How to find your perfect breastfeeding position, based on your nipple type

by motherandbaby |
Published on

Small or large, pointing straight out or hanging east and west, inverted or pretty proud to see you… nipples come in all shapes and sizes. And the anatomy of yours can affect how well your baby latches on, as well as which breastfeeding position will work best for you both.

Given that both you and your baby are unique, it makes sense that there is no ‘one size fits all’ when it comes to breastfeeding.

‘Think of breastfeeding as a two-piece puzzle with your nipple and your baby’s mouth as two puzzle pieces,’ says Geraldine Miskin, a breastfeeding specialist. ‘Sometimes the fit is perfect. Sometimes the fit is less-than-great to start with, but gets better with time. And sometimes the size or shape of your nipples might makes getting your milk trickier for your baby. And this might be leading to long feeds, frequent feeds, nipple soreness or slow weight gain, even when you have the “perfect” position and a “textbook” latch.’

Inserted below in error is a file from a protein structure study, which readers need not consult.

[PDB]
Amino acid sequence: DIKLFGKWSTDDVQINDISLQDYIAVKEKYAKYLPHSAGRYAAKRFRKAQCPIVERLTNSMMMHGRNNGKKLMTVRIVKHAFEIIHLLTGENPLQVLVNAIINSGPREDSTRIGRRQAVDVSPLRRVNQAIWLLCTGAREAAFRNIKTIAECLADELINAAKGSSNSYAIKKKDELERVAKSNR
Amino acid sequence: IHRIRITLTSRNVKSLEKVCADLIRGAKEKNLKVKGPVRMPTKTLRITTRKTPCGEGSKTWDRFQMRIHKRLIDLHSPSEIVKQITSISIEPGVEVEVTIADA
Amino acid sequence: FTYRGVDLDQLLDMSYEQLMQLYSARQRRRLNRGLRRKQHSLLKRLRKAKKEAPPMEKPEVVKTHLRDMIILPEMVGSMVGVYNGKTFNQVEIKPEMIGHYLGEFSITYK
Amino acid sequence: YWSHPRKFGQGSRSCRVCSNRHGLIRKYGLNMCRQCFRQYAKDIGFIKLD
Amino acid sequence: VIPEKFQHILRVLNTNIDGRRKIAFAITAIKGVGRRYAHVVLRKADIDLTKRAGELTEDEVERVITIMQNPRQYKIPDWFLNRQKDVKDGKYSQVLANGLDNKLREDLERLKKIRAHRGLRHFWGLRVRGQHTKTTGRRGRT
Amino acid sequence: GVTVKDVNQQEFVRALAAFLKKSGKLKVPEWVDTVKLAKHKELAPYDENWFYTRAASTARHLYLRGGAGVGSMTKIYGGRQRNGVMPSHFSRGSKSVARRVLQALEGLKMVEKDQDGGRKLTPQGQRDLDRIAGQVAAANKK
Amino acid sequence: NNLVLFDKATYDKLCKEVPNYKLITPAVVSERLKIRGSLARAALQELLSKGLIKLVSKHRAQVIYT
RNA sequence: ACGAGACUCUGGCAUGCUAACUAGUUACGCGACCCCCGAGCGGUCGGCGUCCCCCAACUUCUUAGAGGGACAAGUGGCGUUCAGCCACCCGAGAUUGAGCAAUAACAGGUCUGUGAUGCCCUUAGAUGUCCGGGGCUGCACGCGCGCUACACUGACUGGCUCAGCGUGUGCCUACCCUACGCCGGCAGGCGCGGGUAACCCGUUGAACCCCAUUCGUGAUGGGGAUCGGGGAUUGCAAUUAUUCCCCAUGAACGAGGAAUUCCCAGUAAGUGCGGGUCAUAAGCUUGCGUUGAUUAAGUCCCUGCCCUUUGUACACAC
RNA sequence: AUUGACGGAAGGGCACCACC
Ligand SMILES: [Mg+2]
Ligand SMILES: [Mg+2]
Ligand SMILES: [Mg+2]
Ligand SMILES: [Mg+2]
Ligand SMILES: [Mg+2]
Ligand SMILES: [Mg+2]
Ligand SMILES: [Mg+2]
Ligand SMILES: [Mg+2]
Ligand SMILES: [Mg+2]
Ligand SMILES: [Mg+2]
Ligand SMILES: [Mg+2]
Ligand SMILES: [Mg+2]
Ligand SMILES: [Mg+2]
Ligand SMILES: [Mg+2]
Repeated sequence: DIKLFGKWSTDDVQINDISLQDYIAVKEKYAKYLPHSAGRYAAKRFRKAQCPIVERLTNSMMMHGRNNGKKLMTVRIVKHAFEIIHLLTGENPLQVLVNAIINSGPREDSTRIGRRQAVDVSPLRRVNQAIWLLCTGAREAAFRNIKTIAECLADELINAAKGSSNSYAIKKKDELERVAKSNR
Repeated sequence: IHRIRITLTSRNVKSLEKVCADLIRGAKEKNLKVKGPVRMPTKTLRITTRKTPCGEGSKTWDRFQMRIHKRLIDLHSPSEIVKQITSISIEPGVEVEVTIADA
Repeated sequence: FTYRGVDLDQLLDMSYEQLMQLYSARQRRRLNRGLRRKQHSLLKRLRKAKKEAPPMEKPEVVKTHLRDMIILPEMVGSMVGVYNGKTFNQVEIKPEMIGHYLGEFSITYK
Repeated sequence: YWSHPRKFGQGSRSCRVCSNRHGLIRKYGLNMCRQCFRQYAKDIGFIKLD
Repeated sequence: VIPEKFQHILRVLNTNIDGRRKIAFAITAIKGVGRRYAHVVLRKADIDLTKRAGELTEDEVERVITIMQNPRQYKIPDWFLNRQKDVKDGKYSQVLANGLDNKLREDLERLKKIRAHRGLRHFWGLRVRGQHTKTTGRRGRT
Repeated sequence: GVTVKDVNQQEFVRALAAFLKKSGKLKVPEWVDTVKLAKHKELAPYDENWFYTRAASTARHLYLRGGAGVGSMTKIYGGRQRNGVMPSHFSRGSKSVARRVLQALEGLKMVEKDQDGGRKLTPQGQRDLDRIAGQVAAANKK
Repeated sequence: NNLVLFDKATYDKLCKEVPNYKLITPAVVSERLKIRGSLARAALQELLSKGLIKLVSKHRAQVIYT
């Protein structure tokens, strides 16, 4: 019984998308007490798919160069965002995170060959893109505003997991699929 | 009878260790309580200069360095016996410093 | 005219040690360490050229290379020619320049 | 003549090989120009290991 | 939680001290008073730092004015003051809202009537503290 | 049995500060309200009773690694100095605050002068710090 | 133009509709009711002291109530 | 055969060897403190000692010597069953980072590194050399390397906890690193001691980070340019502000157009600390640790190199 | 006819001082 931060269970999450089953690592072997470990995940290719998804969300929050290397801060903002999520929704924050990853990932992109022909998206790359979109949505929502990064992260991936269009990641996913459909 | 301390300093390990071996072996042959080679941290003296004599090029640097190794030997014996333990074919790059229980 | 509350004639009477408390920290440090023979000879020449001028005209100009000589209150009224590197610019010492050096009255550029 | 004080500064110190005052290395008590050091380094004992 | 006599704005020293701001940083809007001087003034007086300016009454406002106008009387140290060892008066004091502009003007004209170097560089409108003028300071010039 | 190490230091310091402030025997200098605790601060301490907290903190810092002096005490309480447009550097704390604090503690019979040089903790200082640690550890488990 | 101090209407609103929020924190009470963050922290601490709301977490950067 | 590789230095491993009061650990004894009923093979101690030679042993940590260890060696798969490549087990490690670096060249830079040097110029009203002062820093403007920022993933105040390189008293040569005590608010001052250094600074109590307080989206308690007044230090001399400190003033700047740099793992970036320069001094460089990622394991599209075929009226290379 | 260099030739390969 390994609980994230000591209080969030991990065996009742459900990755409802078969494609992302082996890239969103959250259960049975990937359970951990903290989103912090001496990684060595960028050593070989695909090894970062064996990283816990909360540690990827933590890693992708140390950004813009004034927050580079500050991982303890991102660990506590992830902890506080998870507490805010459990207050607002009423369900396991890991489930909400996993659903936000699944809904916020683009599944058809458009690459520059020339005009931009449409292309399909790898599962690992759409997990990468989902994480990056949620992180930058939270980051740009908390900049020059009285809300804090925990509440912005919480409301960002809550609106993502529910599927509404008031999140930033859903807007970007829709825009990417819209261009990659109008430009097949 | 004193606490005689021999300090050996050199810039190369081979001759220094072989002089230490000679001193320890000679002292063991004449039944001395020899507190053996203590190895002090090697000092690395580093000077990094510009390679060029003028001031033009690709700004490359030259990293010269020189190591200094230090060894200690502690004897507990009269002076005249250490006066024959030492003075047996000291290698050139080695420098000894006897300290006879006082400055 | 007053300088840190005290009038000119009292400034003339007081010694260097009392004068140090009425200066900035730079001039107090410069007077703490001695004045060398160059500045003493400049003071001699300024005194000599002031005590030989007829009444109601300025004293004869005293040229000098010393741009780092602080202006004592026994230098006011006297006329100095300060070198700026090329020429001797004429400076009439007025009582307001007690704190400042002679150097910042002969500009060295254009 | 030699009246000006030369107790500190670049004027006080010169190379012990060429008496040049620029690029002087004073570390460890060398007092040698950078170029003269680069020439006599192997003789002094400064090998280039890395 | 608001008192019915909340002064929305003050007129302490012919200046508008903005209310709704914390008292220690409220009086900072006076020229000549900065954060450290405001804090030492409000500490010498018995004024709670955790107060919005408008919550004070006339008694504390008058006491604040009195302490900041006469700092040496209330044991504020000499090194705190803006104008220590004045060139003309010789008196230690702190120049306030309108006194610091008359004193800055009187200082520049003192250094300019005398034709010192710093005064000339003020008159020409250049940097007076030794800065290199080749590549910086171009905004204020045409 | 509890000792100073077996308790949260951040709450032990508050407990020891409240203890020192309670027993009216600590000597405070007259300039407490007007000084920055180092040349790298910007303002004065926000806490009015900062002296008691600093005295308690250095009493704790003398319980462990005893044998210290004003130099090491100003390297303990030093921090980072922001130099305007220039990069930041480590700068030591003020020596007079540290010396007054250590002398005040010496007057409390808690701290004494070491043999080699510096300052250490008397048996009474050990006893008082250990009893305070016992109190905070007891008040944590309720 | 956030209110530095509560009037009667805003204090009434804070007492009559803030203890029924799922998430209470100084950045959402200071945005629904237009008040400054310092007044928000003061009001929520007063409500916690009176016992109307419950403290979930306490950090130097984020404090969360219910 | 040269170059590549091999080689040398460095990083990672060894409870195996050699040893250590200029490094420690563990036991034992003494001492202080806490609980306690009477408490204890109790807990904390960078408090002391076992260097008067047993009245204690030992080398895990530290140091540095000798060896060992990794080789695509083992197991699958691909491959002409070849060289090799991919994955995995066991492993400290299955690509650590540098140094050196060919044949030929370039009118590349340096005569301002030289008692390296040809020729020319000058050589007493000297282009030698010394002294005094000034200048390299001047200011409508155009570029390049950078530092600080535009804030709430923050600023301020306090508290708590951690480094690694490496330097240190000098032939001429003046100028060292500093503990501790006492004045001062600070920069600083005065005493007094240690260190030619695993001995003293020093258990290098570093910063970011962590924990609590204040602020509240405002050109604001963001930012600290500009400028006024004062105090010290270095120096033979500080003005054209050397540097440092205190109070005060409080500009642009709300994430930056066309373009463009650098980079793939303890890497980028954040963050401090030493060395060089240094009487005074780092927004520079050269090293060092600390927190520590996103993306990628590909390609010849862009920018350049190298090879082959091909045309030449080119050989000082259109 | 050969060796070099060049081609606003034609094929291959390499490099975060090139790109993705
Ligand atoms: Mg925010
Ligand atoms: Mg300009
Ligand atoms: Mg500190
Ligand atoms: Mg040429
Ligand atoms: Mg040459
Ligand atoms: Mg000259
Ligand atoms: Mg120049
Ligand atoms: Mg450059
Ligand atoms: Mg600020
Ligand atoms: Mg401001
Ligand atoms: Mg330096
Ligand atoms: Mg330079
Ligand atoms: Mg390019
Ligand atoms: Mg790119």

Sound familiar? Then let’s nip those problems in the bud! ‘Whatever the anatomical fit of those puzzle pieces, there is always a way to ensure that your baby gets your milk,’ promises Geraldine. So don’t worry for even a second if your nipples are small or extra-large: ‘Nipples come in different shapes and sizes’, says Geraldine. ‘And there is no right or wrong! It’s all about how you and baby work or fit together.’

How to find your best breastfeeding position

‘Just like us, babies are all different,’ says Geraldine. ‘They are born at different ages and sizes and this influences how big baby’s mouth is, and that affects the breastfeeding jigsaw.’ For instance, a small baby latching onto a long, wide nipple will need a different position to a larger baby latching on to a flat and narrow nipple. It’s all about you finding the best breastfeeding position for you and your baby.